Being a people expert or being a person of an underrepresented group does not mean you are the best person for DEI initiatives. According to the Certified Diversity Institute, the role of a diversity practitioner means being a change agent. The most important skills are to be strategic, results-oriented, have a baseline knowledge of diversity issues, and be an excellent communicator and collaborator. While this often describes HR professionals, you might find a better 

2. HR may not have enough resources

These past years have made it difficult for HR to keep up. Employees have come and gone, employment law has adjusted to meet the needs of people during the pandemic, and policies have changed. There is a simple question of whether your HR team have enough time to focus on DEI leadership.

3. Not all DEI initiatives are internally focused

A well-rounded DEI strategy will not just impact the organizational culture; it may seek to impact the community the organization serves. Such external initiatives do not always fall under the HR umbrella.

4. HR doesn’t always have a voice in senior leadership

HR teams may find it hard to assert their opinions and demonstrate their value and leadership teams may not feel the need to include HR in organizational discussions. DEI initiatives, like other business initiatives, need to come with a strong business case. Decisions often rally around how much the organization will make or save by new practices.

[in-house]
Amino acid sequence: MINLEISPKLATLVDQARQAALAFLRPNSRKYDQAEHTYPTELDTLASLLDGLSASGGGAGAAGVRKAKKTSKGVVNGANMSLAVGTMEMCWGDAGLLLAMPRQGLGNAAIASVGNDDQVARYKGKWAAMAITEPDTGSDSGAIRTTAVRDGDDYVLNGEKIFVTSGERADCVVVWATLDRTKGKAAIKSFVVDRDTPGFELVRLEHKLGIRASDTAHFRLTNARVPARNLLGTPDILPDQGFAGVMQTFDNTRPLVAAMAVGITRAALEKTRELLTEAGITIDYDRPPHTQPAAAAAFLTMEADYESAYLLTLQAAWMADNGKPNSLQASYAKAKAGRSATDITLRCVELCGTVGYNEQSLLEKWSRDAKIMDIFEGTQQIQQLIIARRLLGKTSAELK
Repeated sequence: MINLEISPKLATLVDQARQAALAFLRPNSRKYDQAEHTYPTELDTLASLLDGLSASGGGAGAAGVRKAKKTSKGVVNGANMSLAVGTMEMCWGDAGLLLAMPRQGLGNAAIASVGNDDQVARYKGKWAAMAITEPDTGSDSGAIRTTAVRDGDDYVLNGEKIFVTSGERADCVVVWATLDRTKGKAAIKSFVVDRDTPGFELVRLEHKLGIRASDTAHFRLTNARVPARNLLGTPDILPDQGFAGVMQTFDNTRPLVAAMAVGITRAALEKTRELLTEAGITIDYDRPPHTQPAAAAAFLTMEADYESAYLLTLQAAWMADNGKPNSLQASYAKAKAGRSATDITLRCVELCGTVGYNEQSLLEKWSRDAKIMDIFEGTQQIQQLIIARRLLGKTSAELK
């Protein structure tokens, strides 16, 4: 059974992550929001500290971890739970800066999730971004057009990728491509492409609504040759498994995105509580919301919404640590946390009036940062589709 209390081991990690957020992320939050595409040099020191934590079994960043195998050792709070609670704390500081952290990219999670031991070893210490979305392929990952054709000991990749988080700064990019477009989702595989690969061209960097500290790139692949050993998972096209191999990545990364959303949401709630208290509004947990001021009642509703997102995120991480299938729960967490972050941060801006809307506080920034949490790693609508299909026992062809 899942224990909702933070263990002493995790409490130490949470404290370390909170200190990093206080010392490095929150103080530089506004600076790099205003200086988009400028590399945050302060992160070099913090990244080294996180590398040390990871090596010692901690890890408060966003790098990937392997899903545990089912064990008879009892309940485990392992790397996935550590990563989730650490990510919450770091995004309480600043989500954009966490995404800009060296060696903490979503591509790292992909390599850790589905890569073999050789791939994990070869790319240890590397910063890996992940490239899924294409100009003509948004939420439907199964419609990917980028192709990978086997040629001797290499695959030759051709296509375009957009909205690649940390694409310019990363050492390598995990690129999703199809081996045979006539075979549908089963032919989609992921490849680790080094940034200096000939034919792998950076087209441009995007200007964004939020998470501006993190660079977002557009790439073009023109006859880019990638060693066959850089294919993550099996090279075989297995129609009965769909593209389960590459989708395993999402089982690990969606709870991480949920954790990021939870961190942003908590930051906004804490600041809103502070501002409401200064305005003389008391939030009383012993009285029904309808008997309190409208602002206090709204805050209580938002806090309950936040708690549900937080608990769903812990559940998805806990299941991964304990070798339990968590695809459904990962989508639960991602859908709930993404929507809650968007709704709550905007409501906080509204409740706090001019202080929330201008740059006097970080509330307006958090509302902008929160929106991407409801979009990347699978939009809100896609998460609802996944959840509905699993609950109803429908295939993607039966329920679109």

5. The ideal DEI leadership candidate might not be in HR

If your DEI champion isn’t passionate about the work, the chances of success are unlikely. Research and creative thinking are necessary for finding what fits each organization. For DEI to achieve success, tough conversations may happen to realign, correct, and enforce priorities. Inauthentic or performative actions can worsen the culture. To influence meaningful change, decisions need to be thought out and executed with intentionality and consistency.

Getting everyone involved with DEI

For DEI to be successful, everyone must play a part. No matter who is officially in charge of DEI, senior leadership is responsible for embedding such initiatives' importance in goal setting, top-down communication. They must also serve as executive sponsors to support idea development and alignment with organizational goals.

Managers must align with that messaging and correct any behavior unaligned with organizational policy and DEI initiatives. Employee engagement is also essential, and you can drive this with training, surveys, Diversity Councils, or Employee Resource Groups (ERGs). Employee feedback supports accountability and is fundamental in determining employee engagement levels and assessing the success of such initiatives.

DEI is an employer differentiator right now and is a driving catalyst to bring systemic change to the world but implementing DEI is no easy feat. It is important to understand the readiness and current state of the organization. Engaging with a Certified DEI professional to perform an assessment of the state of DEI today and offer recommendations for the organization’s journey is a good place to start if the resources are not available internally.

Need some help with DEI or your organizational culture? Book a call with a Helios HR consultant to find out how you can attract, engage and retain a diverse team.